Library Champion, Rep. Grijalva

On Monday, the Association of Library Trustees, Advocates, Friends and Foundations (ALTAFF), a division of ALA, awarded their 2011 Public Service Award to a champion of school libraries (and all library service), Congressman Raúl M. Grijalva (D-AZ). Rep. Grijalva introduced the 2009 Strengthening Kids’ Interest in Learning and Libraries Act, better known as the SKILLs Act.

SKILLs would establish a goal of having not less than one highly qualified school library media specialist in each public school. In addition, it proposes to increase student academic achievement through strategies such as improving the quality of teachers, school library media specialists and principals; and increasing the number of highly qualified teachers in the classroom, highly qualified school library media specialists in the library and highly qualified principals and assistant principals in schools.

It was a true pleasure to meet Rep. Grijalva and hear his generous words about libraries as he accepted the award.

Oregon is very fortunate to have strong library supporters in Congress as well. I truly enjoyed my visits with them and the camaraderie of other Oregon librarians. Anyone else interested in ensuring strong, well-funded libraries should contact their members of Congress and ask for full support of these important library issues.

Support Your Local Libraries

8 May

Tuesday is National Library Legislative Day. Sponsored by the American Library Association, this is a day for librarians and library supporters to contact or visit their members of Congress to talk about the value of libraries.

Libraries are ever more essential in these tough economic times. People are flocking to our nation’s libraries for job and career information, small business research and e-government services as well as support for formal and informal education and lifelong learning. Usage is up everywhere as people try to get back to work. Families borrow more books, DVDs and other materials. Students of all ages seek digital literacy skills. Teachers and administrators recognize how libraries lead to improved student performance. Communities recognize that their libraries are the primary place – and often the only place in rural areas – to find online materials and databases with no-fee access to the Internet.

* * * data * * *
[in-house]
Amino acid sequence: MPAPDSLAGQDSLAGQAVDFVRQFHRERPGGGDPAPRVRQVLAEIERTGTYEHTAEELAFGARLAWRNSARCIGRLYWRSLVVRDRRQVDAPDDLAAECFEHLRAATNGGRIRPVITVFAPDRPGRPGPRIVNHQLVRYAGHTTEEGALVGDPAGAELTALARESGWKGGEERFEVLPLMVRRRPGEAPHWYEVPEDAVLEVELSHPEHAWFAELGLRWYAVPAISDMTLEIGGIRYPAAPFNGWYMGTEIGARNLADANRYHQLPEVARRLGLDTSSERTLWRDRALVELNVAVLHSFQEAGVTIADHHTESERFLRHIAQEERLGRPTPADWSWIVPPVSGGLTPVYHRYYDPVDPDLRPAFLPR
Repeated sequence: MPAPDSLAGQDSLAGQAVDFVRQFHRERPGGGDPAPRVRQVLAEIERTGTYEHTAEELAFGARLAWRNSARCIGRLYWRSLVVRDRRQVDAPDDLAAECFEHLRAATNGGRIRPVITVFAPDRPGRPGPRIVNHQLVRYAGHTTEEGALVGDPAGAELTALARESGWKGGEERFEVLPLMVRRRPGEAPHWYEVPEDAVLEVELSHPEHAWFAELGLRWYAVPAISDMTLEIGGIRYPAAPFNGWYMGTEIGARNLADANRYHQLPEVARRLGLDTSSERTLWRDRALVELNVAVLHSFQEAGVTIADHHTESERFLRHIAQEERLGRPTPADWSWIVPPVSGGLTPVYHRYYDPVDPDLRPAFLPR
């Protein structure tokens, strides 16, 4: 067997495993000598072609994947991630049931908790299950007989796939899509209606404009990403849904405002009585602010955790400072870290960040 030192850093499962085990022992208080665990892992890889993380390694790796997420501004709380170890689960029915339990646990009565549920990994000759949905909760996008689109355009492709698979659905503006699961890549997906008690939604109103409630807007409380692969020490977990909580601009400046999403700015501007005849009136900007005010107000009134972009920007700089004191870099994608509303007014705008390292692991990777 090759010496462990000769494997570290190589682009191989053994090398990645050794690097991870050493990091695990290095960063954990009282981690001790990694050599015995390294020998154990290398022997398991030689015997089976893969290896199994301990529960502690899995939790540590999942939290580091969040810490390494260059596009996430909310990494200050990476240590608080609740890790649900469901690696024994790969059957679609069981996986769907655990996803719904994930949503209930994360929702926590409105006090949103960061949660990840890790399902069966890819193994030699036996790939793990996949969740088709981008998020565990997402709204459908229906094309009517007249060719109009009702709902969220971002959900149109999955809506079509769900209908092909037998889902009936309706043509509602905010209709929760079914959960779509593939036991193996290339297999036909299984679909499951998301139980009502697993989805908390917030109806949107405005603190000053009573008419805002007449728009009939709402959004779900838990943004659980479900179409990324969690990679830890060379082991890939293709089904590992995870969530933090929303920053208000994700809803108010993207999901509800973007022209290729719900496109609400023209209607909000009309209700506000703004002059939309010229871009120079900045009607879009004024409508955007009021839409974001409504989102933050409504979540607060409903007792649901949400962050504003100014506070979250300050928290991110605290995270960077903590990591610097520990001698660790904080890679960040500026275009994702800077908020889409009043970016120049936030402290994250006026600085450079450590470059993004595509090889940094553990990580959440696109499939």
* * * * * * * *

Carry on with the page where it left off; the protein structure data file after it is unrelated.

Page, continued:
The federal role in library development and funding is targeted and unique. For example, state library agencies utilize funding from the Library Services and Technology Act (LSTA), administered by the Institute of Museum and Library Services (IMLS), to build shared services and collaborations that save funding while improving public services. The need for school libraries is demonstrated by the research showing that students perform better in schools with an effective school library program. Transparency and open government are best served when open access policies assure a strong Federal Depository Library Program (FDLP) in the Government Printing Office (GPO) and public access to federally funded research reports.

Facing tough budget decisions, Congress should make equitable decisions and not cut library programs twice as much as other education and cultural programs. The people using public, school and academic libraries are using libraries more than ever – libraries that are also filling the gaps made when other agencies and services are cut.

In these tough budgetary times, Congress has to make hard choices about what services to fund. Libraries are more important than ever. If you value your public, school, and academic libraries, please take a moment and contact your Representative and Senators this week.

%d bloggers like this: